Environmental and Social Impact Assessment of Electric Motorcycles in Kampala, Uganda
In Kampala, Uganda, motorcycle taxis - boda bodas - play a critical role in moving people and goods across the city. This informal industry is a significant source of income for an estimated 150,000 people within Kampala and a million across the country. Yet, boda boda is considered a low-profit business, the drivers are marginalized, and they are at risk of extortion, accidents, and hostility. The motorcycles running on internal combustion engines (ICE) also contribute to both local air pollution and global greenhouse gas emissions. Zembo is a Kampala-based company that produces electric motorcycles targeting the boda boda market. While electric vehicles are generally thought to have positive social and environmental impact compared to ICE vehicles, the literature is scarce regarding the impact on electric motorcycles in urban environments with high degrees of poverty and informality such as Kampala City. We engaged in this research to better understand the degree of impact that electric motorcycles have in both social and environmental dimensions. We hypothesized that electric motorcycles would benefit the boda boda drivers by improving their net income and social well-being; and emit significantly less local air pollutants and greenhouse gases compared to the conventional motorcycles currently in use.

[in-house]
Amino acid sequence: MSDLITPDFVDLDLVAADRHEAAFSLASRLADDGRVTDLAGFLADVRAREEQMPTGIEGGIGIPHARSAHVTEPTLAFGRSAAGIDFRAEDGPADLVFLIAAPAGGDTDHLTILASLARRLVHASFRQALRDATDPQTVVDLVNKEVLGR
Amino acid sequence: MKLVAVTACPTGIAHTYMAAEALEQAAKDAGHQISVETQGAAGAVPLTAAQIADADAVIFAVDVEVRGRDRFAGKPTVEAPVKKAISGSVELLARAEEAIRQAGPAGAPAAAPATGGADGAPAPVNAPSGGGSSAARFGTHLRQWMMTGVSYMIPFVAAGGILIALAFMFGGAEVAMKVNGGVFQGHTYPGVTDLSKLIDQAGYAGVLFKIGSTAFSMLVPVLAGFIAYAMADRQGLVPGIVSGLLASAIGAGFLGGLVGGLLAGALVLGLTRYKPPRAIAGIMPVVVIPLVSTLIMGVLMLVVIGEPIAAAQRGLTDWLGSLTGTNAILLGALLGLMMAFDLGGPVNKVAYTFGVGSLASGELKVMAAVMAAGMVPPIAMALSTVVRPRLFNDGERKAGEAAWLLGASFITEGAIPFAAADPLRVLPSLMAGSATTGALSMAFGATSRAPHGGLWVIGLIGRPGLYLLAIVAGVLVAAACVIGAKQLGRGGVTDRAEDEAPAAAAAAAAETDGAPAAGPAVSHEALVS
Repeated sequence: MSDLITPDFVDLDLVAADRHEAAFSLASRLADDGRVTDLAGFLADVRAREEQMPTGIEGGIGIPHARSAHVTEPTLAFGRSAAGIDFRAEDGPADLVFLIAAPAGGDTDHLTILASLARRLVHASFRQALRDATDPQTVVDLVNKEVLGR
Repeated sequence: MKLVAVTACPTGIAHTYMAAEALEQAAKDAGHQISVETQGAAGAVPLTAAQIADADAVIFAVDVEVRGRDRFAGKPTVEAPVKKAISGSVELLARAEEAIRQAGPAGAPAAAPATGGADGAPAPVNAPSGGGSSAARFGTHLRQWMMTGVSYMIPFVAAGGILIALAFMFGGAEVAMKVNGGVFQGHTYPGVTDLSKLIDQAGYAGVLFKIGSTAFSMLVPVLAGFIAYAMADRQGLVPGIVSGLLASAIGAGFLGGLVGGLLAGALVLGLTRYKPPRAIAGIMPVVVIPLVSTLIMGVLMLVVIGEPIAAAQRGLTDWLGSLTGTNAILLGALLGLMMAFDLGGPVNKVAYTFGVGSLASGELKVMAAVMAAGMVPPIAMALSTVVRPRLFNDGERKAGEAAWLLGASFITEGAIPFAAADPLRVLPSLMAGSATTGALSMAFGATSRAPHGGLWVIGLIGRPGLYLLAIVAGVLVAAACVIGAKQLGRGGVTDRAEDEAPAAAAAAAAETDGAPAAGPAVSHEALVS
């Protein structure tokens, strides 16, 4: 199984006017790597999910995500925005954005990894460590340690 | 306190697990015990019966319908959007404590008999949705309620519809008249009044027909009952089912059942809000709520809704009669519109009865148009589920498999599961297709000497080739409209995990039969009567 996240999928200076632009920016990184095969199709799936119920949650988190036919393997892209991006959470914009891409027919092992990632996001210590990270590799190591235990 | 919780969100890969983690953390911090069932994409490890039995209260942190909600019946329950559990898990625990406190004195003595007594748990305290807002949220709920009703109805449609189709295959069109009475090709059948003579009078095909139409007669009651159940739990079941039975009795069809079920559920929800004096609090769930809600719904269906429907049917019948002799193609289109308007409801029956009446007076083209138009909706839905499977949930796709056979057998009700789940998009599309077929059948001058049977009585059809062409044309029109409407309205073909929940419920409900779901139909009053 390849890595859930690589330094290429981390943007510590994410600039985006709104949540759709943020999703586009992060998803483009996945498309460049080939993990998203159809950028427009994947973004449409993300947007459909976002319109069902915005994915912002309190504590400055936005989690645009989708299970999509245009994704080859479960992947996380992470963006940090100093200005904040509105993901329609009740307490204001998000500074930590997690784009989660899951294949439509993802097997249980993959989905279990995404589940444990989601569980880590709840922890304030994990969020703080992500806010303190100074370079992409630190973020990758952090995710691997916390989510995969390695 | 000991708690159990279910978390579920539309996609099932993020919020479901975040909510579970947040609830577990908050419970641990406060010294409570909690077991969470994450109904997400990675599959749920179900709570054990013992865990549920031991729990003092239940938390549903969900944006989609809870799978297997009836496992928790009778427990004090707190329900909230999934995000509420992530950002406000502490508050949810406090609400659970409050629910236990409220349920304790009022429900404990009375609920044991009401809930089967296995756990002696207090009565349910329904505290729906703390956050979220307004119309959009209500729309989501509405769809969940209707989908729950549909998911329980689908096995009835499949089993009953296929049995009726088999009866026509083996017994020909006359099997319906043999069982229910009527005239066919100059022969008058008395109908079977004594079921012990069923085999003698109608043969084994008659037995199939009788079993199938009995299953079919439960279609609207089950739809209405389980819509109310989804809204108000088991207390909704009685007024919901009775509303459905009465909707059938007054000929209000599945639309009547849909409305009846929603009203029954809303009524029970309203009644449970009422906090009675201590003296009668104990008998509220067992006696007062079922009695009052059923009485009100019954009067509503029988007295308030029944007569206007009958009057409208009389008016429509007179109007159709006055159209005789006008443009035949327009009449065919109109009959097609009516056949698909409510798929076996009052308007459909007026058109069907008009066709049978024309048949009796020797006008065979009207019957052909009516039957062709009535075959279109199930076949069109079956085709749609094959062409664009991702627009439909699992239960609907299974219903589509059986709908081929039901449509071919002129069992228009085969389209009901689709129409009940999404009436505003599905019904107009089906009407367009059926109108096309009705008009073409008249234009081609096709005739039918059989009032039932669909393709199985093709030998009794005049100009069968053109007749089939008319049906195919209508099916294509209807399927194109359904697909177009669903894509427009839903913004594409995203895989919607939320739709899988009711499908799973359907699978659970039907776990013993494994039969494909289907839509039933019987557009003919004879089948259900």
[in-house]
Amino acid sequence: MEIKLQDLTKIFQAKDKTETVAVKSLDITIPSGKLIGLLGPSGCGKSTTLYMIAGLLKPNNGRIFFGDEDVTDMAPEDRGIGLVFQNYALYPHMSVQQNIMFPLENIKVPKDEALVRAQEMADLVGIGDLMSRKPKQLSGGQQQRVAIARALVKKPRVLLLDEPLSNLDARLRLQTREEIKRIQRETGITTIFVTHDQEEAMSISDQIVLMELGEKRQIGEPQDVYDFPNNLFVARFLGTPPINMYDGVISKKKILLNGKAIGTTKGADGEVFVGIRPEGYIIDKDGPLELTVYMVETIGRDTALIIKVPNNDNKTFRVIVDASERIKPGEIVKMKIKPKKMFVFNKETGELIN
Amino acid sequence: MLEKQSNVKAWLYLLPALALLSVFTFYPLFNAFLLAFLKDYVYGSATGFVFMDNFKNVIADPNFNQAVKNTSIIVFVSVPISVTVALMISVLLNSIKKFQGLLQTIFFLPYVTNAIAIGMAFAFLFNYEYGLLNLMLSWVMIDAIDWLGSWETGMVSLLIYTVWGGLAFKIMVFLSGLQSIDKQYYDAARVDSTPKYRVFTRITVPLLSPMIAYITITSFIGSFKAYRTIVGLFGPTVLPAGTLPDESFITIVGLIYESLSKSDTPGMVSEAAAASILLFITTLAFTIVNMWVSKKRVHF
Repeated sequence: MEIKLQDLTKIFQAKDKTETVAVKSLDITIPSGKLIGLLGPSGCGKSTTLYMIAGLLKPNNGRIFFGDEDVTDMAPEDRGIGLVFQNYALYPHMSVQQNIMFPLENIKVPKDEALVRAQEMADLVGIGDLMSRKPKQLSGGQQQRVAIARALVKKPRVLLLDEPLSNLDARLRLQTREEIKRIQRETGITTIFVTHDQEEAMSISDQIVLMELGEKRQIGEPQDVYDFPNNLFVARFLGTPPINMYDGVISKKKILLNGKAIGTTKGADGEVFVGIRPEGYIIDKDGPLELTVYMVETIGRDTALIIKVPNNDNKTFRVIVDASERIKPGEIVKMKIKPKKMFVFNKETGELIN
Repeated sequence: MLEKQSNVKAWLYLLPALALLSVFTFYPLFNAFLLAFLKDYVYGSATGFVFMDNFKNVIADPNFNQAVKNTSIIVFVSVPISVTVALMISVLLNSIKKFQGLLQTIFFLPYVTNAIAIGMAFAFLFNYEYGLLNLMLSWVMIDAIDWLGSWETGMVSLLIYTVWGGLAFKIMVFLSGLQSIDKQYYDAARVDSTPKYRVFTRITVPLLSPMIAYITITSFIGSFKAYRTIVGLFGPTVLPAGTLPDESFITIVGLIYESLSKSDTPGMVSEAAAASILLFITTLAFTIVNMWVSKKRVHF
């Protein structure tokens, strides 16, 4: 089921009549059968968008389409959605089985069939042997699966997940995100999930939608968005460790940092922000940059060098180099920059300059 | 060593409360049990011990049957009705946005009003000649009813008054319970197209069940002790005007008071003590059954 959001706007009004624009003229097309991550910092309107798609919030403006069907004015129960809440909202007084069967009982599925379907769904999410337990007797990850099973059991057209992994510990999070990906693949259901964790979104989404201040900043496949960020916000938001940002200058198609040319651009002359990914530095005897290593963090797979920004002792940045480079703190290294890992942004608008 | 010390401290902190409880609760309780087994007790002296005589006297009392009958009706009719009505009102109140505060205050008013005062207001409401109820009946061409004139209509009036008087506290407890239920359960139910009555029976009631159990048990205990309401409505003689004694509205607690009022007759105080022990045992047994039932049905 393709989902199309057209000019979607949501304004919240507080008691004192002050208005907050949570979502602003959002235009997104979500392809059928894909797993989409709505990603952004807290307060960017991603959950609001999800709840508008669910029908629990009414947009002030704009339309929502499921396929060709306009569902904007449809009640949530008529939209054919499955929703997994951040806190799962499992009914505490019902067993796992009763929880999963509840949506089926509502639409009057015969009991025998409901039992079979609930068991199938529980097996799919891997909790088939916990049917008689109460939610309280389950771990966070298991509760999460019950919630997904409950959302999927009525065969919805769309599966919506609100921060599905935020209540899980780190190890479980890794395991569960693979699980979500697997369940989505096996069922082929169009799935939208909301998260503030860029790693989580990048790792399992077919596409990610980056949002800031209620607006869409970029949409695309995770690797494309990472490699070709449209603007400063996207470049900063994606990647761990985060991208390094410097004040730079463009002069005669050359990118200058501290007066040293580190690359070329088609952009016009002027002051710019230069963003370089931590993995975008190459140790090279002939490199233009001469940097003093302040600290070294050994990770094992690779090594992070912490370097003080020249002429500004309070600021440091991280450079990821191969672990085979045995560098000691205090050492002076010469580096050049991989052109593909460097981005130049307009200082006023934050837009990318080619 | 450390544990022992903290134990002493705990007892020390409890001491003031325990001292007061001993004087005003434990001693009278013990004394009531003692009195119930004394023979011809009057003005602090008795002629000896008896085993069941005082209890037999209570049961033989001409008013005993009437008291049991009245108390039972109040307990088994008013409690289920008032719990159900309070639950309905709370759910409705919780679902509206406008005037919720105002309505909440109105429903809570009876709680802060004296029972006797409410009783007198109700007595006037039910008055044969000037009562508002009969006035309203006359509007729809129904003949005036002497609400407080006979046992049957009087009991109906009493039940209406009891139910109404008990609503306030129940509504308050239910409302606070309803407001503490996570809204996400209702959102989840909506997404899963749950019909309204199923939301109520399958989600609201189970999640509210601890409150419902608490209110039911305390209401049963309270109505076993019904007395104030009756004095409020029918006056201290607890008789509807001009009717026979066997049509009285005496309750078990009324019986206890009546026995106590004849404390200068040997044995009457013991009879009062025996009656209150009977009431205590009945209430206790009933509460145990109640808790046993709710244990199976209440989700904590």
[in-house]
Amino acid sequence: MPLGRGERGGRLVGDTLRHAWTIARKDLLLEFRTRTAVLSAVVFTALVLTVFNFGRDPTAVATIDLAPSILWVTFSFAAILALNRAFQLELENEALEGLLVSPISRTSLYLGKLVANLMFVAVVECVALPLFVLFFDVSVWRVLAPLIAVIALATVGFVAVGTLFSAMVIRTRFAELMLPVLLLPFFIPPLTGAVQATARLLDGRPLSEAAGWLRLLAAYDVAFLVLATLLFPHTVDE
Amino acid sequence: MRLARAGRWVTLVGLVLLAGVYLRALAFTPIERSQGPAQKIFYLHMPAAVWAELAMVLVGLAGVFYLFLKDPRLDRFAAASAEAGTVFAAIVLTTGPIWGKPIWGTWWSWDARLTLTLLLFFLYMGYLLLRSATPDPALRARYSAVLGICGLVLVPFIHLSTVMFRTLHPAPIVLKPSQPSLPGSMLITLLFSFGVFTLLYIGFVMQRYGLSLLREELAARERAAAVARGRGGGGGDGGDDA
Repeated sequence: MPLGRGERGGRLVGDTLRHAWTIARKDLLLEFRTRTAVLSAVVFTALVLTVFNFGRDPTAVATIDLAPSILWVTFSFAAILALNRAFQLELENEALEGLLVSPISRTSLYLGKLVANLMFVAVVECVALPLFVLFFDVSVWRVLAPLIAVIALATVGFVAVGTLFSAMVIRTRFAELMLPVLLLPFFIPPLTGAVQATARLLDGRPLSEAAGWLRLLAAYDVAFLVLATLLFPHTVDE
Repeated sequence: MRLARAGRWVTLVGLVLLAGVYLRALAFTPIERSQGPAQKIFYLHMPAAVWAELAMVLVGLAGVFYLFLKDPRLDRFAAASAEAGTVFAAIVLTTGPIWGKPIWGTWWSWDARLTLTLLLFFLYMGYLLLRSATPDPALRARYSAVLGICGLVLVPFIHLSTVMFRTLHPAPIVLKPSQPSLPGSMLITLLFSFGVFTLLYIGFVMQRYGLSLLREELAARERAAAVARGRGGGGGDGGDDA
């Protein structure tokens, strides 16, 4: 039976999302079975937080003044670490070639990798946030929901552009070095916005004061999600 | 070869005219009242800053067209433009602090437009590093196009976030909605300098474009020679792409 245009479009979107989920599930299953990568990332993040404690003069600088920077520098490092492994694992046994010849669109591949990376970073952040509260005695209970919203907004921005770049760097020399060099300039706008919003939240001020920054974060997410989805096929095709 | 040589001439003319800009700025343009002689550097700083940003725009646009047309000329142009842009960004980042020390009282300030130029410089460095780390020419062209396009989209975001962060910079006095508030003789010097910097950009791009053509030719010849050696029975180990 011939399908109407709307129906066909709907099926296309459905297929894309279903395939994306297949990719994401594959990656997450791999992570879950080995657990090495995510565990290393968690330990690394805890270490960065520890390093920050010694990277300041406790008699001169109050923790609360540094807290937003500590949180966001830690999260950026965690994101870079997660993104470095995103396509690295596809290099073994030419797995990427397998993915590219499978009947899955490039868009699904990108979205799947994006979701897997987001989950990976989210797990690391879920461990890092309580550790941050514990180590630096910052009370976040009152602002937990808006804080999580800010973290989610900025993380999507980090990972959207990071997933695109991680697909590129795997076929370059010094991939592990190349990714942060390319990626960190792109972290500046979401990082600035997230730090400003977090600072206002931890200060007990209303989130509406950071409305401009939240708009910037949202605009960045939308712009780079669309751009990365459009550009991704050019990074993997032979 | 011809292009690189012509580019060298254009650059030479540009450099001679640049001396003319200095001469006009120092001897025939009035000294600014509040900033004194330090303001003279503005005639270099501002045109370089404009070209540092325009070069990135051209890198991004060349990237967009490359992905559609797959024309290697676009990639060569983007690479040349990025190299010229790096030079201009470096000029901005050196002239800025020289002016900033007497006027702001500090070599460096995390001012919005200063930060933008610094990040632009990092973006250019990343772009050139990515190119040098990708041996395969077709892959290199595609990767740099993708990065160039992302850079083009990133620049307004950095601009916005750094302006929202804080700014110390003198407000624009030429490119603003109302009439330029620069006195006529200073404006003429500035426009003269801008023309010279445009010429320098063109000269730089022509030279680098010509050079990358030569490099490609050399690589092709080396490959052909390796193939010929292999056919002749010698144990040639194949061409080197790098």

renewable energy, transportation, Uganda
Calzavara, Jacob, Thomas Courtright, Junghoon Park (2021) “Environmental and Social Impact Assessment of Electric Motorcycles in Kampala, Uganda.” Master’s Project, University of Michigan: Ann Arbor: 1-46.